ERP software gets a makeover

posted in: Misc. ERP/CRM | 0

Can typically staid ERP software take a page from leading consumer apps when it comes to improving usability?

By Bruce Harpham

ERP software is known for providing valuable services to a variety of users. Finance relies on ERP to obtain reports and maintain compliance with regulations. Marketing and sales staff serve customers, pull reports and measure their performance based on ERP generated reports. Supply chain professionals, shipping and customer service units use ERP to serve customer needs. With hundreds or thousands of active users, even small improvements in ERP productivity and user experience add up over time.

Unfortunately, ERP applications have lagged behind consumer apps in user experience. Without the need to market aggressively for users, the early approach to ERP simply assumed that a system could be built, deployed and used without much attention to the user experience. That approach is no longer good enough. Incomplete or ineffective user adoption means companies are failing to realize the full value of ERP. To address that trend, ERP experts and vendors are bringing a variety of improvements to the market.

Improving ERP productivity and effectiveness

“A lot of ERP vendors have made major progress on the user interface front over the past two years,” says Pavel Krumkachev, principal at Deloitte Consulting. Krumkachev’s ERP experience primarily focuses on Oracle products. “Cloud ERP products are leading the way in providing a better user experience,” he says. “In terms of implementation and customization, I am seeing demands to accommodate the iPhone, Android devices and wearable technology,” he says.

The next trend in mobile ERP is to provide powerful mobile interfaces. “Early efforts to bring ERP to mobile devices focused on displaying data. The next generation ERP allows users to complete actions using a mobile device. For example, I am now able to file business travel expense receipts while I wait for a flight,” Krumkachev says.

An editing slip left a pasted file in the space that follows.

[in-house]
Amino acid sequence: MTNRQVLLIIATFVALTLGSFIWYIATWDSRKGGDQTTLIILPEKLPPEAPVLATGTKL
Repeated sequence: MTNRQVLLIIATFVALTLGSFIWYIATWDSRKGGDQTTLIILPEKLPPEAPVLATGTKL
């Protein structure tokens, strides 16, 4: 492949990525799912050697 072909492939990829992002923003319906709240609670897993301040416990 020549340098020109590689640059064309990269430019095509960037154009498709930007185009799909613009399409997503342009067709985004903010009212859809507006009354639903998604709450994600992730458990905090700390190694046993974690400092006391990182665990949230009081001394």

“There is a strong business case for improving the ERP user interface. Increased productivity and better user engagement are the main benefits. For example, organizing and fulling service requests used to take days to be completed. The latest improvements reduce the processing time to minutes or seconds. For service and support departments, that productivity improvement provides excellent benefits.

“Achieving 20-30 percent efficiency improvements in order entry and other ERP activities is achievable,” says Bjorn Hill, principal at RSM LLP, a global consulting firm that provides consulting, audit, tax and other services. “I hear a lot of complaints about the default design and structure of forms. For example, irrelevant fields or data are getting in the way,” Hill says. “Removing clutter and data fields from forms is a great way to improve staff productivity.”

Fortunately, adding these capabilities does not require multi-year IT projects. “A lot of IT organizations have legacy applications and are not interested in changing them right now. Fortunately, there are user interface products that can be installed that provide a better experience without having to changing the entire infrastructure,” Krumkachev says. Improving the ERP user interface may be as simple as installing dashboard software for management users. “To deliver a better user experience, it is essential to begin by asking what users want rather than focusing on technology first,” Krumkachev adds.